nep-age New Economics Papers
on Economics of Ageing
Issue of 2010‒03‒20
eight papers chosen by
Claudia Villosio
LABORatorio R. Revelli

  1. Retirement Responses to a Generous Pension Reform: Evidence from a Natural Experiment in Eastern Europe By Alexander M. Danzer
  2. Impact of Early Retirement Incentives on Labour Market Participation: Evidence from a Parametric Change in the Czech Republic By David Kocourek; Filip Pertold
  3. Ageing Workforce, Productivity and Labour costs of Belgian Firms By Vincent VANDENBERGHE; Fabio WALTENBERG
  4. Down but Not Out: Reforming Social Assistance Rules that Punish the Poor for Saving By John Stapleton
  5. Strong Hysteresis due to Age Effects By Yu-Fu Chen; Gylfi Zoega
  6. The ages of extremal impact on life disparity caused by averting deaths By Peter Wagner
  7. Analytic expressions for life expectancy in Gamma-Gompertz Mortality Settings By Trifon I. Missov
  8. A simple model of mortality trends aiming at universality: Lee Carter + Cohort By Edouard Debonneuil

  1. By: Alexander M. Danzer
    Abstract: The retirement decision is under researched in developing and emerging countries, despite the topic's close relation to many development issues such as poverty reduction and social security, and despite the fact that population ageing will increasingly challenge the developing world. This paper uses a natural experiment from Ukraine to estimate the causal effect of a threefold increase in the legal minimum pension on labor supply and retirement behaviour at older ages. Applying difference-in-difference and regression discontinuity methods on two independent nationally representative data sets, the paper estimates a pure income effect that caused additional retirement of 30 to 47 percent. Additional evidence suggests that retirement incentives are stronger at the lower tail of the educational distribution and that the strict Labor Code curbed responses at the intensive labor supply margin. Although the substantial pension increase provided strong disincentives to work and put a heavy fiscal burden on Ukraine, it significantly reduced the propensity of falling into poverty for those in retirement.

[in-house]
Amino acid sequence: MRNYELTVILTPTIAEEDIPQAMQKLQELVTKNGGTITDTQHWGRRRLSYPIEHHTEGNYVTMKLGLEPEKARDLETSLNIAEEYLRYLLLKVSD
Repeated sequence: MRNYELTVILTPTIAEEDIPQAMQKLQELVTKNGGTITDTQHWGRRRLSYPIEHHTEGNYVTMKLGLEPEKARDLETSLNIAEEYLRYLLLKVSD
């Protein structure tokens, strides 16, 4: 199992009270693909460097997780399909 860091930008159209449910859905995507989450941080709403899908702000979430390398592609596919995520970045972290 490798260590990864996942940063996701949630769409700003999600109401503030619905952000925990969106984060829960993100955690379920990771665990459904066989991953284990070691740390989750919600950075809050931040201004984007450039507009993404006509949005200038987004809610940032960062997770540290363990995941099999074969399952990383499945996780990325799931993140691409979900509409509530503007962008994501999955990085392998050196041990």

Keywords: Labor supply, retirement, minimum pension, pure income effect, poverty,<br /> difference-in-differences, regression discontinuity
    JEL: J26 I38 O15
    Date: 2010
  2. By: David Kocourek; Filip Pertold
    Abstract: We investigate the impact of a change in the Czech early retirement scheme on the labor force participation of older male workers. Using the difference-in-differences method we find that a reduction in early retirement benefits by 2–3% leads to approximately the same decrease in the probability of being inactive. Our finding implies high elasticity of older male workers’ participation rate. The public policy implication is that a reduction in early retirement benefits can serve as a very effective tool to increase the participation of older men in the Czech labor market.
    Keywords: Czech Republic, early retirement, labor market participation.
    JEL: J21 J26
    Date: 2009–12
  3. By: Vincent VANDENBERGHE (UNIVERSITE CATHOLIQUE DE LOUVAIN, Institut de Recherches Economiques et Sociales (IRES)); Fabio WALTENBERG (UNIVERSITE CATHOLIQUE DE LOUVAIN, Institut de Recherches Economiques et Sociales (IRES) and Centro de Estudos sobre Desigualdade e Desenvolvimento (CEDE), Universidade Federal Fluminense (UFF), Brazil)
    Abstract: The Belgian population is ageing due to demographic changes, so does the workforce of firms active in the country. Such a trend is likely to remain for the foreseeable future. And it will be reinforced by the willingness of public authorities to expand employment among individuals aged 50 or more. But are employers willing to employ older workers? The answer depends to a large extent on the ratio between older workersÕ productivity and their cost to employers. To address this question we tap into a unique firm-level panel data set to produce robust evidence on the causal effect of ageing on productivity and labour costs. Unobserved firm fixed-effects and short-term endogeneity of workforce age pose serious estimation challenges, which we try to cope with. Our results indicate a negative productivity differential for older workers ranging from 20 to 40% when compared with prime-age workers, and these productivity differentials are not compensated by lower relative labour costs. Furthermore, the (now dominant) service sector does not seem to offer working conditions that mitigate the negative age/productivity relationship. Finally, older workers in smaller firms (<100 workers) display a larger productivity differential and a productivity that is less aligned on labour costs.